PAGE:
Since its U.S. launch on July 6, Pokémon Go has been downloaded millions of times, surpassing Tinder in downloads and Twitter in daily active users, reports Venture Beat.
But are black people among the millions playing the game?
Or, does the recent news of yet more instances of police brutality with the deaths of Philando Castile and Alton Sterling; as well as a polarized political climate which seems to be bringing out the racists from everywhere, make indulging in a past time such as Pokémon Go frivolous, especially for black adults?
Should we be playing Pokémon Go in such times of crisis?
Yes, says Anjuan Simmons a software developer, speaker and author. “Yes, black people should play Pokémon Go. If we waited for peace and tranquility before we let ourselves experience fun little diversions, then we would never enjoy them,” says Simmons.
“Also, Pokémon Go encourages physical activity and socially exploring the real world, which is a nice alternative to sitting on couches playing video games all summer.”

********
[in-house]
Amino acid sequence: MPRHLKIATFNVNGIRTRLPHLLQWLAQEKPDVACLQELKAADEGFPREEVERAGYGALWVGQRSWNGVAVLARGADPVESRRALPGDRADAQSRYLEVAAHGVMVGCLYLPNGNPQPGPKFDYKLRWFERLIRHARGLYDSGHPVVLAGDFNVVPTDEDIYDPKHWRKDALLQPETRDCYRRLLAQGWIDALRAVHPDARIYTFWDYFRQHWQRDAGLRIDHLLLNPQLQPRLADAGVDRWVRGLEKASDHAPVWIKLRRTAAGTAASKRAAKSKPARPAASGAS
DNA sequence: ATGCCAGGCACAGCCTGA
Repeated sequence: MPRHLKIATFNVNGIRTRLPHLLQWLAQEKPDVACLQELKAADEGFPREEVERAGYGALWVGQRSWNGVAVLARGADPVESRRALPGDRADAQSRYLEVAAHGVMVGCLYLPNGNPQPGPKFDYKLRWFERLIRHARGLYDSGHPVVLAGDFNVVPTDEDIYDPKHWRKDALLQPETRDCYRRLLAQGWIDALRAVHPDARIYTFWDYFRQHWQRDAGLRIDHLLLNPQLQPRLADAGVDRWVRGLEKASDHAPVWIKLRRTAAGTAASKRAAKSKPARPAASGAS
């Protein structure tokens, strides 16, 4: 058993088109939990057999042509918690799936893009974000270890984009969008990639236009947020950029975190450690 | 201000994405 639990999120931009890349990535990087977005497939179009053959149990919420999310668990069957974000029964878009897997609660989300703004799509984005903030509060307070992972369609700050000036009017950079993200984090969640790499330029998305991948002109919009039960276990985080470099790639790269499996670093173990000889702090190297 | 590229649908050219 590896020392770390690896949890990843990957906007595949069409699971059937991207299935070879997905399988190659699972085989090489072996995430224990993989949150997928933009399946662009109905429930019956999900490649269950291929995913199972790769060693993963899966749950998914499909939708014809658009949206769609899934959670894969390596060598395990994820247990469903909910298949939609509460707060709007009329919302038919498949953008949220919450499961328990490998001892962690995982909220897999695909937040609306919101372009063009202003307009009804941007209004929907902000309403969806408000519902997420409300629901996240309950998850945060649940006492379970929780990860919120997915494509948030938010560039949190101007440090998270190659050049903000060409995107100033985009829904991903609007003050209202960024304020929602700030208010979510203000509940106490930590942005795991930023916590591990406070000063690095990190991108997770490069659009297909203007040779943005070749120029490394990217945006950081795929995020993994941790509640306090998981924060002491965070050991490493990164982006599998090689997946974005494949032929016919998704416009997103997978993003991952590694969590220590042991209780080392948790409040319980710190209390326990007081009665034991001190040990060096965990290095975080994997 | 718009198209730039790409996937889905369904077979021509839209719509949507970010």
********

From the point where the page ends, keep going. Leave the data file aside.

“So, not only should black people play Pokémon Go, I think it is one of the best summer activities for black families.” Simmons says his daughter is an avid Pokémon Go player.
Chan C. Smith, a.k.a. Twitter handle @BlkFilmSmith, tweets, “Yes, black people are playing Pokémon Go, especially the ones who grew up playing it as a kid on Game Boy.”
Others say yes, Pokémon is a diversion from very painful current events, but that playing the game does not mean you don’t care about issues such as Black Lives Matter.
Ashley, a.k.a. Twitter handle @tokenblackchick, tweets that as black people, “we can do both. You can protest with and still earn steps to hatch your egg.”
Entrepreneur, Katherine Valeri takes the opposing view. “Black people most certainly shouldn’t be playing Pokémon Go; it is too much of a diversion. We are experiencing a crisis; one that has existed in this nation since black people stepped foot on the shores of North America. It’s imperative that we as a people remain focused and undivided on the matters at hand; only then will we be able to see change and progress.”
Stephanie Foxwell, a professional and mother of four says that in her area she saw kids playing of “all different races.”
Perhaps a silly game can build much needed relationships in trying times.
What is your opinion? Do you play Pokémon Go or is it the farthest thing from your mind in light of recent news and events?
Samara Lynn has covered the technology space as a journalist for almost a decade and previously worked in the IT field. Follow her on Twitter:@samaralynn